begun to flower to prevent seed production. Because Princess tree spreads
by suckering, resprouts are common after cutting. Cutting should be considered
an initial control measure that will require either repeated cutting of resprouts
or an herbicidal treatment.
Princess tree seedlings and small trees can
be controlled by applying a 2% solution of glyphosate (e.g., Roundup®) or
triclopyr (e.g., Garlon) and water plus a 0.5% non-ionic surfactant to thoroughly
wet all leaves. Use a low pressure and coarse spray pattern to reduce
damage from spray drift on non-target species. Glyphosate is a non-selective
systemic herbicide that may kill non-target plants that are only partially
sprayed. Triclopyr is a selective herbicide for broadleaf species. In
areas where desirable grasses are growing , triclopyr can be used with minimal
Girdling is effective on large trees where the
use of herbicides is impractical. Using a hatchet, make a cut through
the bark encircling the base of the tree, approximately six inches above
the ground. Be sure that the cut goes well below the bark. This
method will kill the top of the tree but resprouts are common and may require
a follow-up treatment with a foliar herbicide.
Cut stump application
The cut stump method, that is applying herbicide
to freshly cut stumps, should be considered for individual trees or when
desirable plants are nearby that might be impacted by foliar applications. Stump
treatments can be used as long as the ground is not frozen. Begin treatments
by horizontally cutting stems at or near ground level. Immediately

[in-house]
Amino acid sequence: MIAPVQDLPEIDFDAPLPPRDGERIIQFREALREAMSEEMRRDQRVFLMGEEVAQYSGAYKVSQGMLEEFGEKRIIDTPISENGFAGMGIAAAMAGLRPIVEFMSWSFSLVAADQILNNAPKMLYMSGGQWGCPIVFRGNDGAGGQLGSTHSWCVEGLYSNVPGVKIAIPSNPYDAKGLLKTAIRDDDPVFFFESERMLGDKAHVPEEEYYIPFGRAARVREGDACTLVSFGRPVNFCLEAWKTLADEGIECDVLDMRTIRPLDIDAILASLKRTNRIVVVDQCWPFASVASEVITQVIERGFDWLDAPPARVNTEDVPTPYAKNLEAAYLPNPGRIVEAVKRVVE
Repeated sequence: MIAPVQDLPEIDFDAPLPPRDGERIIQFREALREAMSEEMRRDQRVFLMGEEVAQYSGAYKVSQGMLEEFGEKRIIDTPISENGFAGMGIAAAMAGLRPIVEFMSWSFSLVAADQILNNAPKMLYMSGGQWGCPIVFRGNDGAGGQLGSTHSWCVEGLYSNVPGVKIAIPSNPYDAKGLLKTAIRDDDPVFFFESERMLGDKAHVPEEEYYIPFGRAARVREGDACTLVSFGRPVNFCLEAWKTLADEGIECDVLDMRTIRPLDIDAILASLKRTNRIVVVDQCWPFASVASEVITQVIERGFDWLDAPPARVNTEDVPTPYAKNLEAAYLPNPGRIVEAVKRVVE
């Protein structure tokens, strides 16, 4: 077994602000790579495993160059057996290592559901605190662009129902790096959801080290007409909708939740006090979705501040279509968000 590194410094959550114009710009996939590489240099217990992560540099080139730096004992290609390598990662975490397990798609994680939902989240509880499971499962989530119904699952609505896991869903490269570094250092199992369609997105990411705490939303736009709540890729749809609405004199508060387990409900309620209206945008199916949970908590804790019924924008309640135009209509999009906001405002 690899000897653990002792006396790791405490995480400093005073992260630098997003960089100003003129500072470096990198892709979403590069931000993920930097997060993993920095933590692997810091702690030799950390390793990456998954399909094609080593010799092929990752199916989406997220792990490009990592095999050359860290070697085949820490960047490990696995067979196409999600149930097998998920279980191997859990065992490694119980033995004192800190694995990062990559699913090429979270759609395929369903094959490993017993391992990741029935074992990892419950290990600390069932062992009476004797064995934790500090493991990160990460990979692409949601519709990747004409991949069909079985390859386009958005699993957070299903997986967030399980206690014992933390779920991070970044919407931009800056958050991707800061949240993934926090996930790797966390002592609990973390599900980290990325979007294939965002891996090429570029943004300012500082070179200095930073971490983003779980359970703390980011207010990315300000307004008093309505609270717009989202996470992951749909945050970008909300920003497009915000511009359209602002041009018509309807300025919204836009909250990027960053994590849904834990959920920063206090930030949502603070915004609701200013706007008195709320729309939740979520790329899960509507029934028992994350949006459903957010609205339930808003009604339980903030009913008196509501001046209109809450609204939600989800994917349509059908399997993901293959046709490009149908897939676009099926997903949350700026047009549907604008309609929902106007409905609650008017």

apply a 50% solution of glyphosate or triclopyr and water to the cut stump
making sure to cover the outer 20% of the stump. Basal bark applications
are effective throughout the year as long as the ground is not frozen. Apply
a mixture of 25% triclopyr and 75% horticultural oil to the base of the tree
trunk to a height of 12-15 inches from the ground. Thorough wetting
is necessary for good control; spray until run-off is noticeable at the ground
USE PESTICIDES WISELY: ALWAYS READ THE ENTIRE PESTICIDE LABEL CAREFULLY, FOLLOW ALL MIXING AND APPLICATION INSTRUCTIONS AND WEAR ALL RECOMMENDED PERSONAL PROTECTIVE GEAR AND CLOTHING. CONTACT YOUR STATE DEPARTMENT OF AGRICULTURE FOR ANY ADDITIONAL PESTICIDE USE REQUIREMENTS, RESTRICTIONS OR RECOMMENDATIONS.
NOTICE: MENTION OF PESTICIDE PRODUCTS ON THIS WEB SITE DOES NOT CONSTITUTE ENDORSEMENT OF ANY MATERIAL.
For more information on
the management of Princess Tree, please contact:
- Kris Johnson, Great Smoky Mountains
National Park, Gatlinburg, TN
SUGGESTED ALTERNATIVE PLANTS
shrubs and trees make excellent alternatives to Princess tree. Examples
include serviceberry (Amelanchier canadensis and A.
arborea), redbud (Cercis canadensis), flowering dogwood (Cornus
florida), American holly (Ilex opaca), red mulberry (Morus
rubra), spicebush (Lindera benzoin), and sassafras (Sassafras
albidum). Contact the native plant society in your state for additional
recommendations and for information on local sources of native
Tom Remaley, Great Smoky Mountains National
Park, Gatlinburg, TN
Jil M. Swearingen, National Park Service, Washington,
Alison Dalsimer, Consultant, Legacy Resource
Management Program, Washington, DC
Tom Remaley, Great Smoky Mountains National
Park, Gatlinburg, TN